Freaking out about getting tonsils and adenoids removed

Originally Published: November 15, 2002 - Last Updated / Reviewed On: September 4, 2012
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Dear Alice,

This week I'm getting my tonsils and adenoids taken out. I've never had surgery before and I don't know what to expect. Can you explain please?!?

—Freaking out

Dear Freaking out,

It's natural for anyone facing a surgical procedure not to know what to expect and to feel the way you do. Asking about your upcoming operation is one way for you to learn more about what you can expect before, during, and after the procedure, hopefully helping you to feel more at ease and less freaked out. People need this information to prepare themselves and alleviate their anxiety. It is important that you speak with your surgeon, anesthesiologist, and primary care provider about what to expect before, during, and after surgery. Explaining their procedures is a vital part of preparation for surgery.

A tonsillectomy is the surgical removal of the tonsils, pink masses of lymphoid tissue located on both sides at the back of the throat. They are not to be confused with the more centrally positioned hanging flap of skin called the uvula. An adenoidectomy involves surgical removal of the adenoid, one mass (and not a pair as more commonly known) of lymphoid tissue found in the very upper rear part of the throat. It can only be seen with special instruments because it is situated between this part of the throat and the passageway leading up to the nose. The tonsils and the adenoid vary in size, with larger sizes of either being normal in some children. For these children, the tissue(s) may eventually decrease in size.

The tonsils and the adenoid act as part of the first line of the body's immune response, since they are present right near the opening of your mouth. They are made up of specialized cells that can keep microorganisms (e.g., bacteria, viruses) and particulate matter breathed in through the mouth and nose in check. These lymphoid tissues fight off infections because they are involved in antibody production. The tonsils and the adenoid are not essential parts of your body's defense against germs since similar tissues in other parts of the body work in the same way. So, your resistance will still be maintained without them.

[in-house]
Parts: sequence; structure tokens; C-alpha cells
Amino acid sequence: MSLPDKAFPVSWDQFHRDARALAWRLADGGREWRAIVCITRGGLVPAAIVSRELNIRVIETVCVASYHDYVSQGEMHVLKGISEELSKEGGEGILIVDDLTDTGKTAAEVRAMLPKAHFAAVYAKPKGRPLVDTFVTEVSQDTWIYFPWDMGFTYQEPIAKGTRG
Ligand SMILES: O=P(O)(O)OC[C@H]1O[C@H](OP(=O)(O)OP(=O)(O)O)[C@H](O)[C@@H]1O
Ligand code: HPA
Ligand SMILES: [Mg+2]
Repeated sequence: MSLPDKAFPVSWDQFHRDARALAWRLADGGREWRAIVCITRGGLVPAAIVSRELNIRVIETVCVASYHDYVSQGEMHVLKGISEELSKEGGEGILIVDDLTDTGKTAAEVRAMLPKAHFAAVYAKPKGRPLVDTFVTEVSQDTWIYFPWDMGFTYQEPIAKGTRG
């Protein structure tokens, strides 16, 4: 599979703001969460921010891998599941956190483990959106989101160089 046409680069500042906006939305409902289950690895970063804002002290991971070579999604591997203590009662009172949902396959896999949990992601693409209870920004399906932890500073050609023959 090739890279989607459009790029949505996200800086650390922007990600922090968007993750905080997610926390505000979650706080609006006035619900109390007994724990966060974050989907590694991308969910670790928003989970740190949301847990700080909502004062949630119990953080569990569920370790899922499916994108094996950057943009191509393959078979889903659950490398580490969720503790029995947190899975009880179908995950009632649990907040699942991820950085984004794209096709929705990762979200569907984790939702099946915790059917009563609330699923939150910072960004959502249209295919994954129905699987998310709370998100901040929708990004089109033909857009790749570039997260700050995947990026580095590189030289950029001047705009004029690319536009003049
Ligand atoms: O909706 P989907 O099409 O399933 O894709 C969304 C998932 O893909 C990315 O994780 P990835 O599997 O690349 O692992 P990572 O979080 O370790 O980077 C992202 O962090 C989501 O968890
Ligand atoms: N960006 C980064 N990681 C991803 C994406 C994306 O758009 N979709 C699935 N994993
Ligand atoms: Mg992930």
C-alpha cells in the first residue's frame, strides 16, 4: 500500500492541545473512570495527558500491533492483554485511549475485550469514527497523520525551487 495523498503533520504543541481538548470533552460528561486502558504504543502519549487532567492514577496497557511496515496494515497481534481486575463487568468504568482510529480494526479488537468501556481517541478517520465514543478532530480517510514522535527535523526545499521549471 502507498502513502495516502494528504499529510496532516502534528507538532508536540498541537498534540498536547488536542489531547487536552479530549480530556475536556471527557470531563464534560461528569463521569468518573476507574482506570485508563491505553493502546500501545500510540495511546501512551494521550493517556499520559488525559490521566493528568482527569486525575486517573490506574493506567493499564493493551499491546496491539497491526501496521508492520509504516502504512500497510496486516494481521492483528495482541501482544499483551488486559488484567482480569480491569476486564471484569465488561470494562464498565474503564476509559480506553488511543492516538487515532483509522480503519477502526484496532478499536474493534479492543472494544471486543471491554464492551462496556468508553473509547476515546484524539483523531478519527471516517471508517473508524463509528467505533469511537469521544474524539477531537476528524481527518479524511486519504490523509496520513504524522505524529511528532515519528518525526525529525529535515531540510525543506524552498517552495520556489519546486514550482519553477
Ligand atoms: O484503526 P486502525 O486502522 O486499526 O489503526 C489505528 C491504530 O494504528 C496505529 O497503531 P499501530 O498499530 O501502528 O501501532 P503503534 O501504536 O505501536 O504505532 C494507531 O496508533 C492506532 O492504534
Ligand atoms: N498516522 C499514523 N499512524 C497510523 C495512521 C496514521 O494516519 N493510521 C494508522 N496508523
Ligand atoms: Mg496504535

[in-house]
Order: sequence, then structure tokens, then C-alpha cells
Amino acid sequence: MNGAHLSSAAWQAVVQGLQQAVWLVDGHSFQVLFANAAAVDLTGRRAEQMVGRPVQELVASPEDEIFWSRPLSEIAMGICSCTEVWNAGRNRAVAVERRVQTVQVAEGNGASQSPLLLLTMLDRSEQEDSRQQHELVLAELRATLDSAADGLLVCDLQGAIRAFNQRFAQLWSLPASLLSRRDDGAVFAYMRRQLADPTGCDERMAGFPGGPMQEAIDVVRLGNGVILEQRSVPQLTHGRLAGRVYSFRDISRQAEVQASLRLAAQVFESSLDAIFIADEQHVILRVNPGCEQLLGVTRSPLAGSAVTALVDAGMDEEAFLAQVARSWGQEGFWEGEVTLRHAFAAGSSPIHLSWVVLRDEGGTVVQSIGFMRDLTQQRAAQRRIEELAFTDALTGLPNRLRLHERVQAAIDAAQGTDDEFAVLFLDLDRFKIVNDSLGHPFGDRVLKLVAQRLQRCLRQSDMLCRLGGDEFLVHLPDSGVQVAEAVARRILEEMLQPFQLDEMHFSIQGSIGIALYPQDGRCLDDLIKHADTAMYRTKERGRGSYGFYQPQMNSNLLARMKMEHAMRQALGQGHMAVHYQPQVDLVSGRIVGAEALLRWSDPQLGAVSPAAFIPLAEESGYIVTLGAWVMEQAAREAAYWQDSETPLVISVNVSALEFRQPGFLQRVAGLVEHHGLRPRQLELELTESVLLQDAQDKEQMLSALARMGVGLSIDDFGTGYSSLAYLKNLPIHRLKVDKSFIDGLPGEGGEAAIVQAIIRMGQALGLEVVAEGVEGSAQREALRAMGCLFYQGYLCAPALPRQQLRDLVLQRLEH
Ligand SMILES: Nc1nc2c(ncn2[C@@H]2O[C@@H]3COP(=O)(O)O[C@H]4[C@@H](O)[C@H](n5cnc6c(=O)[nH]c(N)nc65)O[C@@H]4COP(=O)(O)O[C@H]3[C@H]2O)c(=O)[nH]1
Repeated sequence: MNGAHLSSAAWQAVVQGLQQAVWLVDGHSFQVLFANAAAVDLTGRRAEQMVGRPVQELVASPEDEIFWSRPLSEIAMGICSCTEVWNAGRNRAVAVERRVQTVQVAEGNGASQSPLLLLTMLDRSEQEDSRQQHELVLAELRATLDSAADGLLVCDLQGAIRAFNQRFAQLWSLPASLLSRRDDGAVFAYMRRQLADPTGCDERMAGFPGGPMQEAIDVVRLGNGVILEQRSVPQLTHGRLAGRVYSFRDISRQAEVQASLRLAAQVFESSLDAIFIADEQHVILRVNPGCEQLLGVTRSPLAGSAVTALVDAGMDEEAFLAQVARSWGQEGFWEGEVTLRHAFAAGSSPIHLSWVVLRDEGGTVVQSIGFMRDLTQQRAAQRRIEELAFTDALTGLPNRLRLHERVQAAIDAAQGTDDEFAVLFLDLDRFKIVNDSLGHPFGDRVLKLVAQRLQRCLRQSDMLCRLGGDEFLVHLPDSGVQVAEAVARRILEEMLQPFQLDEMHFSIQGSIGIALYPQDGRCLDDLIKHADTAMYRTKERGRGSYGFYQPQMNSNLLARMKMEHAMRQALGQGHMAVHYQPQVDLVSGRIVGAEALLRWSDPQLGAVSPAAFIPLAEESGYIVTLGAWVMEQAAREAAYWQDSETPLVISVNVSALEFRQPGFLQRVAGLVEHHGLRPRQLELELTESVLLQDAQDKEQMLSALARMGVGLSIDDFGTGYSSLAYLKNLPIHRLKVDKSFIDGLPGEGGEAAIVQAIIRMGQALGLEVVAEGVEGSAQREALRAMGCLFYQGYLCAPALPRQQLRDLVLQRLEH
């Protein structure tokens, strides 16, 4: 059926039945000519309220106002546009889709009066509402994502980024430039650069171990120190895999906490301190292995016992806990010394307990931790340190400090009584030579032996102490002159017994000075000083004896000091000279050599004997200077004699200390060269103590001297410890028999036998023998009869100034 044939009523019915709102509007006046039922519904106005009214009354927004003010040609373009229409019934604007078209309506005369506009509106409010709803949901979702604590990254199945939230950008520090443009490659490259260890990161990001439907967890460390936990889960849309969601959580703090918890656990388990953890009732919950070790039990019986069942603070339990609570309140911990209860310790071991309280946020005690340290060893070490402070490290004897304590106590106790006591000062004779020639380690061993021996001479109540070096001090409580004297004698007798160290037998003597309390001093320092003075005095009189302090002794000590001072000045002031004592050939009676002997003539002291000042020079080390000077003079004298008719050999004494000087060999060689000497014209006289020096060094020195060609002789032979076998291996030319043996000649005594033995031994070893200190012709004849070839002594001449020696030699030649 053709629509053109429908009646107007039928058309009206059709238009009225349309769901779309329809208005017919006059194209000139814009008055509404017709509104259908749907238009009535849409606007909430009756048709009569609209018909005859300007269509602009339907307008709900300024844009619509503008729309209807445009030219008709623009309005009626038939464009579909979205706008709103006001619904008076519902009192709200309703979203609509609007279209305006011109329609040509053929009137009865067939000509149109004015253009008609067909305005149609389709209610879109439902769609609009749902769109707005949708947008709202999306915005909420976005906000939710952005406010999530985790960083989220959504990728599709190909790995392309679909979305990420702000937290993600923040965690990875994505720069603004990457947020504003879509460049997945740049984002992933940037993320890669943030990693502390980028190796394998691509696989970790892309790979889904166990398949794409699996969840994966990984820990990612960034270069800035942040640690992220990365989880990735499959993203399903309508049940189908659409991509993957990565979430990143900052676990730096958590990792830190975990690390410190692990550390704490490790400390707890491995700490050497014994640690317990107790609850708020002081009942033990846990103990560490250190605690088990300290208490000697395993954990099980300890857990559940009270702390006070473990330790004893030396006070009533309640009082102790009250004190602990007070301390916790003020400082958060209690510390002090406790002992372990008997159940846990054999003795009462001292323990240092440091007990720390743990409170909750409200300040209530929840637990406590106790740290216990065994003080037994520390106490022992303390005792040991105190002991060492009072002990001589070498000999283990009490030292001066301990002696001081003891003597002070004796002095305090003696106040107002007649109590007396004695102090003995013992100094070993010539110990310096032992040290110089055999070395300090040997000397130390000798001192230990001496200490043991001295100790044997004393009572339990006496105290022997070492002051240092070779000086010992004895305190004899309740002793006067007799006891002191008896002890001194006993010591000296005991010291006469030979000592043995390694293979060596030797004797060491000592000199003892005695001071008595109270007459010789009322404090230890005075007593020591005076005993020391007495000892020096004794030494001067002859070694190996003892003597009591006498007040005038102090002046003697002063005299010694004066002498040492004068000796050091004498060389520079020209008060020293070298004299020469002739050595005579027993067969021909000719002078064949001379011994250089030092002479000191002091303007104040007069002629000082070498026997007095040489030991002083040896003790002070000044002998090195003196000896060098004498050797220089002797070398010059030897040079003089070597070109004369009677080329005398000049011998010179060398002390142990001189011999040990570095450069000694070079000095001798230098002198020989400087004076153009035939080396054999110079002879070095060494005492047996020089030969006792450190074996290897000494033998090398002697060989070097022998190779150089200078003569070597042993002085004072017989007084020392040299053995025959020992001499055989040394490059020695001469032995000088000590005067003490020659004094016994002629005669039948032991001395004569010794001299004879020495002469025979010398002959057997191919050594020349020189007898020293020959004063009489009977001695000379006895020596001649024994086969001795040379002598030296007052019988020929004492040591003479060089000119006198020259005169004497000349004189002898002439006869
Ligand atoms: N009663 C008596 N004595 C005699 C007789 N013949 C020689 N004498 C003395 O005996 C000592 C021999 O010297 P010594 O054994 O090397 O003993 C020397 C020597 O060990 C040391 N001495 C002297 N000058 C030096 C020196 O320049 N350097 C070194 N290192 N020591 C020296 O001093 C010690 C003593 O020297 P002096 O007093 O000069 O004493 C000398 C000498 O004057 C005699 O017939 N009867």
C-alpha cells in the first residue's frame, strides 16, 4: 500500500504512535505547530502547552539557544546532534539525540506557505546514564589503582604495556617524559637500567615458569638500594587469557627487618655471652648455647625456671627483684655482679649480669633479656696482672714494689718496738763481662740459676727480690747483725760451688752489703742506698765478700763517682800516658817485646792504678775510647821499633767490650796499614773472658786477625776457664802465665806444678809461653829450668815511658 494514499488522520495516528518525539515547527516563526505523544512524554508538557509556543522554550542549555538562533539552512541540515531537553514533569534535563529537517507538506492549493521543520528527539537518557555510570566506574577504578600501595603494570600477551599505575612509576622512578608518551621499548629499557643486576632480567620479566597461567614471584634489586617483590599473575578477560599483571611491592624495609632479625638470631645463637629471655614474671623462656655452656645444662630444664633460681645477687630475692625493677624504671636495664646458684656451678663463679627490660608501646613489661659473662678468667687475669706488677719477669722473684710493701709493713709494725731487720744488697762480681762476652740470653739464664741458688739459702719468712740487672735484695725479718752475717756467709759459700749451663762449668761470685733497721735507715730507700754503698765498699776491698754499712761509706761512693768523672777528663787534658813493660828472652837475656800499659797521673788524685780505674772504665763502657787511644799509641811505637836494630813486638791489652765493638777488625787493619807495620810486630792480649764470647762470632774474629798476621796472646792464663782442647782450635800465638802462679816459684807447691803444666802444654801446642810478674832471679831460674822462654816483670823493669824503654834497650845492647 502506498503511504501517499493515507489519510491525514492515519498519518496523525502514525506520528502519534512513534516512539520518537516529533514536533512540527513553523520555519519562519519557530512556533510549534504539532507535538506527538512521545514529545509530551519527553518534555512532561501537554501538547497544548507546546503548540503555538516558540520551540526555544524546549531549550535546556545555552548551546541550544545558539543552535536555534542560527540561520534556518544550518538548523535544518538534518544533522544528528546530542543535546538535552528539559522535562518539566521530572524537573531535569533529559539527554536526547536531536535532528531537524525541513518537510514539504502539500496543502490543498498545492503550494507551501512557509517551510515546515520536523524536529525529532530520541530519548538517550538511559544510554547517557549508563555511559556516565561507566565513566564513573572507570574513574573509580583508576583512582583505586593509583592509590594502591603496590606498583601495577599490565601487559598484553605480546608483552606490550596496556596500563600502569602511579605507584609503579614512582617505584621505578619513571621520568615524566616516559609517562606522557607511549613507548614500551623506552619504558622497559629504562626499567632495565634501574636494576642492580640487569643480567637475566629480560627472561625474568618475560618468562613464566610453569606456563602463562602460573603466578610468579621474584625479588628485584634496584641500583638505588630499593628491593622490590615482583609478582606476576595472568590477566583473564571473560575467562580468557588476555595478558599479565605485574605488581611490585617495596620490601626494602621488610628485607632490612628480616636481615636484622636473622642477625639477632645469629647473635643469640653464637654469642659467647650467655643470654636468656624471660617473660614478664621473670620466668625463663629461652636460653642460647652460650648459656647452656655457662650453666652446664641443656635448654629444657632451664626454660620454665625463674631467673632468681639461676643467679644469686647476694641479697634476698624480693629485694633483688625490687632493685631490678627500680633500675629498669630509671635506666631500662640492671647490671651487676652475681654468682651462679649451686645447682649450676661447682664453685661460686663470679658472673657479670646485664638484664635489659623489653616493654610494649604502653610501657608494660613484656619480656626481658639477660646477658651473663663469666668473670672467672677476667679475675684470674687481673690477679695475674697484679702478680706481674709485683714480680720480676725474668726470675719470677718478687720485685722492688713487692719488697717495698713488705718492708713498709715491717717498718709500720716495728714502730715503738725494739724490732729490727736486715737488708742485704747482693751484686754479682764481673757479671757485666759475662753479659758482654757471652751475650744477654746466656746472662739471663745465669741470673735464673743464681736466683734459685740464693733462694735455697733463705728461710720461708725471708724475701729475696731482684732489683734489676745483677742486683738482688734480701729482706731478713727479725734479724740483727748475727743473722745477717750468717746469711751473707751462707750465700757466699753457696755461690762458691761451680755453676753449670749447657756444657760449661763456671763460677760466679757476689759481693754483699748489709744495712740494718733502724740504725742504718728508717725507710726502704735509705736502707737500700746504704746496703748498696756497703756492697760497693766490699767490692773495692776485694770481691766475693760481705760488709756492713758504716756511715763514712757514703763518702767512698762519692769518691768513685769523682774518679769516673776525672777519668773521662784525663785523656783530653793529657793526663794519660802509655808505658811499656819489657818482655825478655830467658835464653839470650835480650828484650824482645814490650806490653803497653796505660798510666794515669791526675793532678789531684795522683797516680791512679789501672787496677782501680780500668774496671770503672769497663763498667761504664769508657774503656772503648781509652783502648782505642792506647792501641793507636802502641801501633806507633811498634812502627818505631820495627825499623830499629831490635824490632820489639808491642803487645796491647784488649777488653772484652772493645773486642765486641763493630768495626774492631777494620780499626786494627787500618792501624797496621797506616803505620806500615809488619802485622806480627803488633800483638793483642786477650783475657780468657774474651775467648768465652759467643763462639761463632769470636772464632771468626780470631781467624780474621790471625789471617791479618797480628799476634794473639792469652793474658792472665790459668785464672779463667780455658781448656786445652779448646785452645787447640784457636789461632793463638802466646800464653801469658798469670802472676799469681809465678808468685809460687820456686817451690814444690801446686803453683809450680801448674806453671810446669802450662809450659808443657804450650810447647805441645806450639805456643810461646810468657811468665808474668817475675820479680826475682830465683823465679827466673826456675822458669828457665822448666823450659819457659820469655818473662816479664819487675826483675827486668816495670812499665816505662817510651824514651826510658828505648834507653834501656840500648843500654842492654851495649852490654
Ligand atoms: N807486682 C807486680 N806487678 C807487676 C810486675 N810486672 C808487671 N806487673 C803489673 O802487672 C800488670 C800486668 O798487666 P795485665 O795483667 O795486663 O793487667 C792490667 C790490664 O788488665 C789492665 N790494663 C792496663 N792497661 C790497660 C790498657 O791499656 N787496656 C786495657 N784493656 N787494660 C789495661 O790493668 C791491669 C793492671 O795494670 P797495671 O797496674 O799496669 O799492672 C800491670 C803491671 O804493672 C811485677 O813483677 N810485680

Surgical removal of the tonsils and/or the adenoid is no longer considered the first line of treatment. Antibiotics have proven effective in managing an infection of the tonsils and/or adenoid. However, surgery is most often considered when:

  • Antibiotics cannot effectively treat recurring or chronic infections
  • These tissues are continually enlarged, causing frequent problems with normal breathing when awake and/or asleep

To prepare for the tonsillectomy and/or adenoidectomy, patients need to know their full medical history, so that they can provide this information to a health care provider when they're at the hospital. Laboratory tests, including blood tests and a urinalysis, are done prior to the procedure. In the operating room, the patient is administered anesthesia. Once asleep, the surgeon removes the tonsils and/or the adenoid through the patient's open mouth. To remove these tissues, incisions are made at their locations, and then the blood vessels are sealed off to stem bleeding. After the procedure is complete, the patient rests in the recovery area of the hospital, where s/he is monitored closely.

Following the surgery, some of the aftereffects can include a sore throat, difficulty swallowing, fever, vomiting, and/or ear pain. If the patient is bleeding or continues to have difficulty breathing, s/he will be sent back to the operating room right away. Once the effects of the anesthesia have worn off, the patient may be given ice chips or clear liquids. The total time spent in the hospital averages about 5 - 10 hours. An overnight hospital stay is usually limited to very young patients or people with chronic medical conditions.

As with any surgical procedure, the following is highly recommended for patients:

  • Avoid taking aspirin or products with aspirin for at least two weeks before the operation (because they affect blood clotting)
  • Refrain from eating any food or drinking any liquids (including toothpaste, gum, mouthwash, or lozenges) after 12 midnight before the surgery
  • Notify the surgeon and anesthesiologist of past personal and family history of any reactions or other problems with anesthesia (these providers will ask you these questions in person, in writing, and/or both)

In addition, inform the surgeon if you:

  • Have a bleeding disorder of some kind
  • Are taking any other medications, drugs, over-the-counter treatments, or nutritional supplements
  • Have sickle cell anemia
  • Are concerned about blood transfusion
  • Are pregnant
  • Have used steroids in the past year

For specific details about pre- and post-operative care, you can speak with your ENT specialist. S/he can provide more information about the procedure and what to expect.

Alice